It’s looking like Stockholm, Sweden is having some trouble meeting its strong housing demand. The centre of the city has a reputation for being very expensive, and the prices decrease only as you get closer to the perimeter…sound familiar?
Architectural firm Visiondivision has come up with a solution. This is what one of their representatives has to say about Stockholm: “Who wants to move to a city where it’s impossible to get an apartment? Which companies want to invest in a city where their employees may have a hard time finding a place to stay? Which exchange students want to study in a city where all their free time will go to finding a small flat with decent rent?” Again, sound familiar?
In Stockholm, many of the buildings have large courtyards, and these are the spaces that Visiondivision is targeting. Their plan calls for a change in Stockholm’s planning regulations—striking the height restrictions on courtyards from the rule book. The existing buildings would remain untouched, while high-rises would go up in front them.
These towers would create a more diverse population in the city’s core, because the apartments would be affordable. With more people in the popular parts of the city, it will create a need for even more public facilities, such as libraries, schools, supermarkets and shopping centres.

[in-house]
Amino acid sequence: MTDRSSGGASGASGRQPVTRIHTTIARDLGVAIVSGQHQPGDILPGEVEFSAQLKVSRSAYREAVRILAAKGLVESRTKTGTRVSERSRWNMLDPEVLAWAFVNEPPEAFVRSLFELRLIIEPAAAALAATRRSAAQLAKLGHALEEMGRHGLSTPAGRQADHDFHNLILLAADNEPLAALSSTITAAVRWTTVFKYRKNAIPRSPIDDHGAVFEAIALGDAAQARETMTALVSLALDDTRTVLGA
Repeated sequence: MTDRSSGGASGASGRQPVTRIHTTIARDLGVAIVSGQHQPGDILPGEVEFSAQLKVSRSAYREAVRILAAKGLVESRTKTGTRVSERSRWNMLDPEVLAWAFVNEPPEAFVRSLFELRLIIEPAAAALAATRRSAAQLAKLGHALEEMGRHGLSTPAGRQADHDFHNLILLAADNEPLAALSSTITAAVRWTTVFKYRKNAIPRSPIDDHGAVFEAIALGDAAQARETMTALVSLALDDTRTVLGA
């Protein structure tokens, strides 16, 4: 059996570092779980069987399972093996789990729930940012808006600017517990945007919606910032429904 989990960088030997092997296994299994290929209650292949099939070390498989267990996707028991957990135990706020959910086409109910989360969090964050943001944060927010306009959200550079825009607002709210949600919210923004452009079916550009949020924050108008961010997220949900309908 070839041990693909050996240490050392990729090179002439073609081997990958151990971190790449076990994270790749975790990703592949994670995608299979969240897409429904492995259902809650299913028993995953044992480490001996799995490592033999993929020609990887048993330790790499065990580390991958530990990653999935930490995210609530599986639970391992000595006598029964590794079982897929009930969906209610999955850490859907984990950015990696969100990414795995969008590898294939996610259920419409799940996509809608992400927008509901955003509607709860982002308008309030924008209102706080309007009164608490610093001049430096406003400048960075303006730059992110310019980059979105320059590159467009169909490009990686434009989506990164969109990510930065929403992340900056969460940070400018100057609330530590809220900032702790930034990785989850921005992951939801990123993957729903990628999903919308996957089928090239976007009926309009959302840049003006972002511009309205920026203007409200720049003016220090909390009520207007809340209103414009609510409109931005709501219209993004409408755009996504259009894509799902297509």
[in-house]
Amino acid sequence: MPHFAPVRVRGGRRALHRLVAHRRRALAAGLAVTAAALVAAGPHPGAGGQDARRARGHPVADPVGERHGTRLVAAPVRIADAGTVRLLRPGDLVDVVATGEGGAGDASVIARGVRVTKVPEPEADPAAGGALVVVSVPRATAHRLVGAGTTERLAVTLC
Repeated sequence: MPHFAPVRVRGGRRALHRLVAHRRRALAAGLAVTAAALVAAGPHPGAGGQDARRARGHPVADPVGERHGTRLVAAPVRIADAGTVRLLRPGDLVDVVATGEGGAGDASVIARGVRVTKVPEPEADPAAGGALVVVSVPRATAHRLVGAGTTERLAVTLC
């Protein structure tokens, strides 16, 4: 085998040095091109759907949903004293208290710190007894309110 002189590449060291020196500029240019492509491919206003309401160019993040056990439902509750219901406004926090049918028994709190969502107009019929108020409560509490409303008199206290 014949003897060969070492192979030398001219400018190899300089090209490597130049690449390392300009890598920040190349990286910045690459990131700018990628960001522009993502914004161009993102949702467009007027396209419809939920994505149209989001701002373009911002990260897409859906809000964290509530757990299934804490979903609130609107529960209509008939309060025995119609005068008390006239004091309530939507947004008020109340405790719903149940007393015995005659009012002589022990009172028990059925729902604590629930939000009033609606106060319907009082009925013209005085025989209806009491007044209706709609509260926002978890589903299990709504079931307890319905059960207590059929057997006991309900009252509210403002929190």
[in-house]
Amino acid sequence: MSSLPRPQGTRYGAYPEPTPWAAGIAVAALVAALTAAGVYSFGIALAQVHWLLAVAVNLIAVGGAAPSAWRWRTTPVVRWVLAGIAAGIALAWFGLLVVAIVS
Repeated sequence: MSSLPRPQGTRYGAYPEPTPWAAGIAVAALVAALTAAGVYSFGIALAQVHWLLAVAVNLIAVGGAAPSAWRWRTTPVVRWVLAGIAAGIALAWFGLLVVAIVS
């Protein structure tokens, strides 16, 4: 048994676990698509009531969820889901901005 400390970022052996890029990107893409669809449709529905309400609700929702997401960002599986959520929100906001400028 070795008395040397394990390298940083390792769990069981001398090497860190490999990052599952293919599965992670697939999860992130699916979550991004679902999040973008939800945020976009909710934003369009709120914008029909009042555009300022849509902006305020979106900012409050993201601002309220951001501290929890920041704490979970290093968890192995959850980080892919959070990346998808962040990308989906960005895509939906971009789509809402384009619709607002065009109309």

Height restrictions, expensive housing, falling behind on demand…SOUND FAMILIAR?! We’re not saying that Visiondivision has the answer, but we feel like they’re looking in the right place. A growing city needs to get taller, and when it comes to that kind of development, planning regulations will be violated.
Planning regulations are necessary in cities; they force architects to be creative and help cities develop their own identity—but that doesn’t mean the rules can’t be altered. As the years roll by and a city ages, technology will change, design styles will change, everything is always transforming, and a city’s planning regulations need to keep up.
So far, Toronto has found a similar solution, but instead of rising from courtyards, we’re adding directly on top of existing buildings. We’re seeing it at 88 Scott by Context, at the Sutton Place Hotel redevelopment by Lanterra, and at the new Icon proposal by Amaxon.
Things are changing in Toronto, and we’re excited to see how our developer and architect friends will lead us into the new frontier of city design!Google+